Hamas’ new leader in the Gaza Strip on Monday said his group has restored relations with Iran and is using its newfound financial and military aid from the country to gear up for a new round of battle with Israel.
Yehiyeh Sinwar delivered his assessment as U.N. Secretary-General Antonio Guterres was visiting neighboring Israel. At a meeting with the U.N. chief, Israeli Prime Minister Benjamin Netanyahu complained about what he said was rising anti-Israel activity by Iran and its allies across the region.
Iran was once Hamas’ top backer. But Hamas broke away from Iran in 2012 after it refused to support Iran’s close ally, Syrian President Bashar Assad, in the Syrian civil war.
During a four-hour meeting with journalists, Sinwar said those ties have been repaired and were stronger than ever.
“Today, the relationship with Iran is excellent, or very excellent,” said Sinwar. He said the Islamic Republic is “the largest backer financially and militarily” to Hamas’ military wing.
Monday marked the first time that Sinwar has met with reporters since he was elected in February. Sinwar, 55, has close ties with Hamas’ militant wing and takes a hard line toward Israel.
Sinwar would not say how much aid Iran provides to his group. Before the 2012 breakup, Iran provided an estimated $50 million a month to Hamas, a militant group that seeks Israel’s destruction.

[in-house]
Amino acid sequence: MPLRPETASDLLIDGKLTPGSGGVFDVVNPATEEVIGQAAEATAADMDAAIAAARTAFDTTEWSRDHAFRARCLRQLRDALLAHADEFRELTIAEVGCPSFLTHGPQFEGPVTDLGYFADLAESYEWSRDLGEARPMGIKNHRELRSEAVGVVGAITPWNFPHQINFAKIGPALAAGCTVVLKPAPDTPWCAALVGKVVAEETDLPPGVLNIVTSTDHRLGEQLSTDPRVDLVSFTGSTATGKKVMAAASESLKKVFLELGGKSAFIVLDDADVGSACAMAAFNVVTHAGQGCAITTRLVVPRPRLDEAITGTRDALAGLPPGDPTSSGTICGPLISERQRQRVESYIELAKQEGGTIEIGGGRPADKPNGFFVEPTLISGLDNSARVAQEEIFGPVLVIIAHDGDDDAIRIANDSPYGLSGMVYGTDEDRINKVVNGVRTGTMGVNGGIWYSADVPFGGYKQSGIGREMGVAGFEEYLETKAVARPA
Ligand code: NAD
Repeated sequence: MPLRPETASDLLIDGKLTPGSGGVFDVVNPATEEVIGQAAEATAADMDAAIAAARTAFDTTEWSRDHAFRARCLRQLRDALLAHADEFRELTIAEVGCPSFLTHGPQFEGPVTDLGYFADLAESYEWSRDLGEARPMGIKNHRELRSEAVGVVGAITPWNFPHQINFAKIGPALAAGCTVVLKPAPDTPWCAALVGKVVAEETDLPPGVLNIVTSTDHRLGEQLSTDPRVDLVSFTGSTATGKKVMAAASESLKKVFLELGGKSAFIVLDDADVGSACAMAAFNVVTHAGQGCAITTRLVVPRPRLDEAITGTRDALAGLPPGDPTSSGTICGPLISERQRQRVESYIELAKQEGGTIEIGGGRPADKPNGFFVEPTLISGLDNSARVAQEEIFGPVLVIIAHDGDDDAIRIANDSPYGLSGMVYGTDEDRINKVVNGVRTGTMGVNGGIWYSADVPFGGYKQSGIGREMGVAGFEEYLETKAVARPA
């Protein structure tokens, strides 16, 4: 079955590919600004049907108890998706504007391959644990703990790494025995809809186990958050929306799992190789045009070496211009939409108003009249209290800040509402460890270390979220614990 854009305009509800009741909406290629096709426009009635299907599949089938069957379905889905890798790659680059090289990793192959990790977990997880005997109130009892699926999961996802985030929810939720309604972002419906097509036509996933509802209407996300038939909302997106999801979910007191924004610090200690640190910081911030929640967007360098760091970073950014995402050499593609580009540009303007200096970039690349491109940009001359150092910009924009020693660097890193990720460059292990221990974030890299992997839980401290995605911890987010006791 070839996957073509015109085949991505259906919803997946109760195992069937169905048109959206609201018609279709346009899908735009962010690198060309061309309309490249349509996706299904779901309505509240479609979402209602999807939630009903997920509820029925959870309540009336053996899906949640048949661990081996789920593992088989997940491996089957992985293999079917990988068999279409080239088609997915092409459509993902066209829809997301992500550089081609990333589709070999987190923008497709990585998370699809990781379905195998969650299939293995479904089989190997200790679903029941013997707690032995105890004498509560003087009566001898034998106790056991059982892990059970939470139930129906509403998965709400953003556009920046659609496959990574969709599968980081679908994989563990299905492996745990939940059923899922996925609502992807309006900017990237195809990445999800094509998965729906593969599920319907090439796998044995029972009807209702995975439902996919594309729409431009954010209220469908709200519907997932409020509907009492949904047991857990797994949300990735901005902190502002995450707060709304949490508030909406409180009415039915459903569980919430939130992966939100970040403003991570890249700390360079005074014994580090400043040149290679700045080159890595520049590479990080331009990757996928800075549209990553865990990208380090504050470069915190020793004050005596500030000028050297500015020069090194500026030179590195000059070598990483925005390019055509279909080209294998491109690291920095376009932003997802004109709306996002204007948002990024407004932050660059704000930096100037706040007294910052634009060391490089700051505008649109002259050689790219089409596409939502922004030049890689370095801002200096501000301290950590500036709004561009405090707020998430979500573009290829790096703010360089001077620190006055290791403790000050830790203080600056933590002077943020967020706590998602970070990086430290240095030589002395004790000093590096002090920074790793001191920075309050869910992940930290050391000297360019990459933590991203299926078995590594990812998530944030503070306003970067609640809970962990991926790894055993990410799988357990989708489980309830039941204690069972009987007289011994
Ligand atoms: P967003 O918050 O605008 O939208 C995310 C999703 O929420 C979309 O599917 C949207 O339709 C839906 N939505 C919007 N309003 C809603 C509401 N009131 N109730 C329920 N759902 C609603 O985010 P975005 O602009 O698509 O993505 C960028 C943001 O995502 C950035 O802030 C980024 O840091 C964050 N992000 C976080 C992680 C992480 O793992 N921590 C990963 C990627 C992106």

Hamas wrested control of Gaza from the Western-backed President Mahmoud Abbas’ forces in 2007. Since then, it has fought three wars with Israel.
Sinwar stressed that the Iranian aid is for “rebuilding and accumulating” Hamas’ military powers for a larger fight against Israel that is meant to “liberate Palestine.”
“Thousands of people work every day to make rockets, (dig) tunnels, and train frogmen,” he said. “The relationship with Iran is in this context.”
But the shadowy leader, who spent about 25 years in an Israeli prison, said his movement does not intend to start a fourth war with Israel, instead preferring to remedy dire living conditions in the impoverished coastal enclave.
Israel and Egypt imposed a blockade on Gaza after the Hamas takeover a decade ago. Trying to pressure Hamas and regain control, Abbas has asked Israel to reduce electricity supplies to Gaza, and he has slashed the salaries of thousands of his former government employees there. The result is that Gaza suffers acute power outages of up to 16 hours a day, unemployment of close to 50 percent and widespread poverty.